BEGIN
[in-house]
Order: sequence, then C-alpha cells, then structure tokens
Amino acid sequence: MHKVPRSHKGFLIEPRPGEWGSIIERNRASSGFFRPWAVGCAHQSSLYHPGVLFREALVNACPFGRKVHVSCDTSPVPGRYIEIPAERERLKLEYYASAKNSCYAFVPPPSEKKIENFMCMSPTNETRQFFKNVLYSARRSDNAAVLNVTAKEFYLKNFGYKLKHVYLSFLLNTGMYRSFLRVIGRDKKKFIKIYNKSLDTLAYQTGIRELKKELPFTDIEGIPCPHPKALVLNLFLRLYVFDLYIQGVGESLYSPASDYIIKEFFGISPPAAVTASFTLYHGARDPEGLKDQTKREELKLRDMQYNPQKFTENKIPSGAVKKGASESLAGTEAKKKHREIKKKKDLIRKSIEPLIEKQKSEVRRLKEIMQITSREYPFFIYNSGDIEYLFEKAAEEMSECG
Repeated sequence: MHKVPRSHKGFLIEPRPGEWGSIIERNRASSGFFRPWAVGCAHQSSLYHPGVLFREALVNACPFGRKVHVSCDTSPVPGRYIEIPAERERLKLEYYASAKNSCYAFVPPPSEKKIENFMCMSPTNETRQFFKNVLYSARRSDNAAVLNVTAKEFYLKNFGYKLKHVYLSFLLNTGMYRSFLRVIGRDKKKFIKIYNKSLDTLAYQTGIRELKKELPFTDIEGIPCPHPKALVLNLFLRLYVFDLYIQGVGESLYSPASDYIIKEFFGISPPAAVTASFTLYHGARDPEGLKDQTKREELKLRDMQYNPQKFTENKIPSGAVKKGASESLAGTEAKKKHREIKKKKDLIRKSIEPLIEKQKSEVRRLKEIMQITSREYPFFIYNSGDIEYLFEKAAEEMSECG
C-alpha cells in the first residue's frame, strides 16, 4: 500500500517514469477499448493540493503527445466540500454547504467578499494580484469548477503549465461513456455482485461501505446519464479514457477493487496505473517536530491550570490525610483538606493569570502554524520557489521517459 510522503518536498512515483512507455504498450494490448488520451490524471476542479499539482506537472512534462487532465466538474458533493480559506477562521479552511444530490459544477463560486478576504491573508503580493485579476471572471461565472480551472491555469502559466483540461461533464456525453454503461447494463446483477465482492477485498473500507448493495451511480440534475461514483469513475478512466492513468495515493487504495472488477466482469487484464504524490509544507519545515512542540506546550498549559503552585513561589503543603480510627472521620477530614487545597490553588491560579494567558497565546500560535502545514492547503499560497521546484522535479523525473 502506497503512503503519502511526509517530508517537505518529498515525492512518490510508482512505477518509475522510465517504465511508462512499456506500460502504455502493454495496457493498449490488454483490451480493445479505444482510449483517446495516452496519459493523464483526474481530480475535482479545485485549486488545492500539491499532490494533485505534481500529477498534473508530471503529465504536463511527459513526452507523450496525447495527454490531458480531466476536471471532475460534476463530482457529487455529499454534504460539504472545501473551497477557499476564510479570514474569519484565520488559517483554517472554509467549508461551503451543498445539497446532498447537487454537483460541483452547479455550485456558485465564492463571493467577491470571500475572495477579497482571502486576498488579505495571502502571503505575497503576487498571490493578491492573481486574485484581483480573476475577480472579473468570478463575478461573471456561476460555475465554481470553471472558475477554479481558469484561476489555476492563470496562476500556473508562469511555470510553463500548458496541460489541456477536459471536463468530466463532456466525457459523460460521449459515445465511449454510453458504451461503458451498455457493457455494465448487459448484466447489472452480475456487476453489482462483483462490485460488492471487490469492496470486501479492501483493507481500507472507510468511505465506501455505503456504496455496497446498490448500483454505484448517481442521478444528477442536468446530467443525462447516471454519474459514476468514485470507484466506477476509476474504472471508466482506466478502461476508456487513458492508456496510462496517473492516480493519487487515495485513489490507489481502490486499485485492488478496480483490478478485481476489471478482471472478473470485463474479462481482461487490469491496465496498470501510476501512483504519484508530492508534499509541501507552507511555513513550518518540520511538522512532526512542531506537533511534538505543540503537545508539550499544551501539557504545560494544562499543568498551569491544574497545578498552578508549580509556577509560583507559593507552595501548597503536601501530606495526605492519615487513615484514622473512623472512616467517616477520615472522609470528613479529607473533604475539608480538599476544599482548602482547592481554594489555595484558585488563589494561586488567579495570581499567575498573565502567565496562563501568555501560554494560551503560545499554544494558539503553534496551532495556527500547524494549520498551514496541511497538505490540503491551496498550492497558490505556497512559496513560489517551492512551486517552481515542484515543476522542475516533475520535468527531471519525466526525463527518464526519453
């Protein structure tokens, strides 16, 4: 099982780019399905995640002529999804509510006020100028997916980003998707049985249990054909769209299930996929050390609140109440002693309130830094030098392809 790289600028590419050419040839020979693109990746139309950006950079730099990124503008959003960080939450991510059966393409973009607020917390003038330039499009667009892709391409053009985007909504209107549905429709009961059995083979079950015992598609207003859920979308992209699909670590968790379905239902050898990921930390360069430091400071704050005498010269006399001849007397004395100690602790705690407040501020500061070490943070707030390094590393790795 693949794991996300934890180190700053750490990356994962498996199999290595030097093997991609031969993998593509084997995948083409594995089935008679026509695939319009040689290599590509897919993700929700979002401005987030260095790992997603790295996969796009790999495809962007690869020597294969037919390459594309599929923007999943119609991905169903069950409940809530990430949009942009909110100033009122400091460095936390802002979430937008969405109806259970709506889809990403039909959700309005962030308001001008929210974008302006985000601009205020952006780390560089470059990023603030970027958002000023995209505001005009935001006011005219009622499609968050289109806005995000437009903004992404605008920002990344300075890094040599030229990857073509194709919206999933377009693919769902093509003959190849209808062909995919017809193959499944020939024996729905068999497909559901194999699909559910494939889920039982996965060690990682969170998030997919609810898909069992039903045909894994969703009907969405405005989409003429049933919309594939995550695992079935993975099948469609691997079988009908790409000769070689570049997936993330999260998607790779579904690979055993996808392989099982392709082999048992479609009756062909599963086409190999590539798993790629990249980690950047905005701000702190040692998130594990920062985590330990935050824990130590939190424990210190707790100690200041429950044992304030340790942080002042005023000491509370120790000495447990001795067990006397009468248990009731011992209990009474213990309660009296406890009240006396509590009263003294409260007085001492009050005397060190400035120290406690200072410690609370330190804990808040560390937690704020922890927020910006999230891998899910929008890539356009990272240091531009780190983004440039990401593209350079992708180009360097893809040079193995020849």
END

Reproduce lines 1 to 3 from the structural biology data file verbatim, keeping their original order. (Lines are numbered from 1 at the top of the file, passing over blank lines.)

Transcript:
[in-house]
Order: sequence, then C-alpha cells, then structure tokens
Amino acid sequence: MHKVPRSHKGFLIEPRPGEWGSIIERNRASSGFFRPWAVGCAHQSSLYHPGVLFREALVNACPFGRKVHVSCDTSPVPGRYIEIPAERERLKLEYYASAKNSCYAFVPPPSEKKIENFMCMSPTNETRQFFKNVLYSARRSDNAAVLNVTAKEFYLKNFGYKLKHVYLSFLLNTGMYRSFLRVIGRDKKKFIKIYNKSLDTLAYQTGIRELKKELPFTDIEGIPCPHPKALVLNLFLRLYVFDLYIQGVGESLYSPASDYIIKEFFGISPPAAVTASFTLYHGARDPEGLKDQTKREELKLRDMQYNPQKFTENKIPSGAVKKGASESLAGTEAKKKHREIKKKKDLIRKSIEPLIEKQKSEVRRLKEIMQITSREYPFFIYNSGDIEYLFEKAAEEMSECG